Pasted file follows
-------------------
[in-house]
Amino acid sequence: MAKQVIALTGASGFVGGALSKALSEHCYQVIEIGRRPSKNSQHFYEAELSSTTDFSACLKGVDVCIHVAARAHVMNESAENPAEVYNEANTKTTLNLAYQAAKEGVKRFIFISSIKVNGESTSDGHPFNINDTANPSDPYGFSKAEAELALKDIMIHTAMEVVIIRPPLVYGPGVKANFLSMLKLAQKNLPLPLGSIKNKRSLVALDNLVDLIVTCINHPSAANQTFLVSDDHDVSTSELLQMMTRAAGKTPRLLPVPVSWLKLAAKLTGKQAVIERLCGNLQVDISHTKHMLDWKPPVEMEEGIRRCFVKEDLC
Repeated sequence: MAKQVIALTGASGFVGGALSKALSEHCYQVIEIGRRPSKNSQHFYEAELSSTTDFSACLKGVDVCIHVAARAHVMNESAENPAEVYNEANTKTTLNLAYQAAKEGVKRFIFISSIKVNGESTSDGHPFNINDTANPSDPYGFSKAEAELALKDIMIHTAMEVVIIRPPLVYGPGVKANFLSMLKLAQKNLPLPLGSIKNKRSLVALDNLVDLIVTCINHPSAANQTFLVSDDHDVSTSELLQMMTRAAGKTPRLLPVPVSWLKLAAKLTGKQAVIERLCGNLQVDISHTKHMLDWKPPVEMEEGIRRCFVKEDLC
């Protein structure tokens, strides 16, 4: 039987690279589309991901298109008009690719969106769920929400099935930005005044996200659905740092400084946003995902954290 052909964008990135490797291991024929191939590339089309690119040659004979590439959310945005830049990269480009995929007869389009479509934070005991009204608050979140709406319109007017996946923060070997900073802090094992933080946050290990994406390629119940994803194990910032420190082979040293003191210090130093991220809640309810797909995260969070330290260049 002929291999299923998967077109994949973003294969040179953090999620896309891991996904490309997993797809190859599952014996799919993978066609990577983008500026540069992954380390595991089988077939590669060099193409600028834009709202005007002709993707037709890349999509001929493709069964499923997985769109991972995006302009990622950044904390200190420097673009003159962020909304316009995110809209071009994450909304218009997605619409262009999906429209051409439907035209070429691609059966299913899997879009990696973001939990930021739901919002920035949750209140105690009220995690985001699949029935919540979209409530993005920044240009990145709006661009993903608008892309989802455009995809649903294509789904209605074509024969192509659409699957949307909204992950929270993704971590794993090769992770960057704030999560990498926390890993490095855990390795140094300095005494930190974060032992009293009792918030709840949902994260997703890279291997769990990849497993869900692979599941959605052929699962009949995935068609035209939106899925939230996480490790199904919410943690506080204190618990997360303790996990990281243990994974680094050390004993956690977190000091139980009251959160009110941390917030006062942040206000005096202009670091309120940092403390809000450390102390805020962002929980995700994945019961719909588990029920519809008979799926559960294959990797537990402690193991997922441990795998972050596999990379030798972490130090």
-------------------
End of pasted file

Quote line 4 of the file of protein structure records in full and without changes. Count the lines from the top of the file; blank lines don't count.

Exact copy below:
């Protein structure tokens, strides 16, 4: 039987690279589309991901298109008009690719969106769920929400099935930005005044996200659905740092400084946003995902954290 052909964008990135490797291991024929191939590339089309690119040659004979590439959310945005830049990269480009995929007869389009479509934070005991009204608050979140709406319109007017996946923060070997900073802090094992933080946050290990994406390629119940994803194990910032420190082979040293003191210090130093991220809640309810797909995260969070330290260049 002929291999299923998967077109994949973003294969040179953090999620896309891991996904490309997993797809190859599952014996799919993978066609990577983008500026540069992954380390595991089988077939590669060099193409600028834009709202005007002709993707037709890349999509001929493709069964499923997985769109991972995006302009990622950044904390200190420097673009003159962020909304316009995110809209071009994450909304218009997605619409262009999906429209051409439907035209070429691609059966299913899997879009990696973001939990930021739901919002920035949750209140105690009220995690985001699949029935919540979209409530993005920044240009990145709006661009993903608008892309989802455009995809649903294509789904209605074509024969192509659409699957949307909204992950929270993704971590794993090769992770960057704030999560990498926390890993490095855990390795140094300095005494930190974060032992009293009792918030709840949902994260997703890279291997769990990849497993869900692979599941959605052929699962009949995935068609035209939106899925939230996480490790199904919410943690506080204190618990997360303790996990990281243990994974680094050390004993956690977190000091139980009251959160009110941390917030006062942040206000005096202009670091309120940092403390809000450390102390805020962002929980995700994945019961719909588990029920519809008979799926559960294959990797537990402690193991997922441990795998972050596999990379030798972490130090």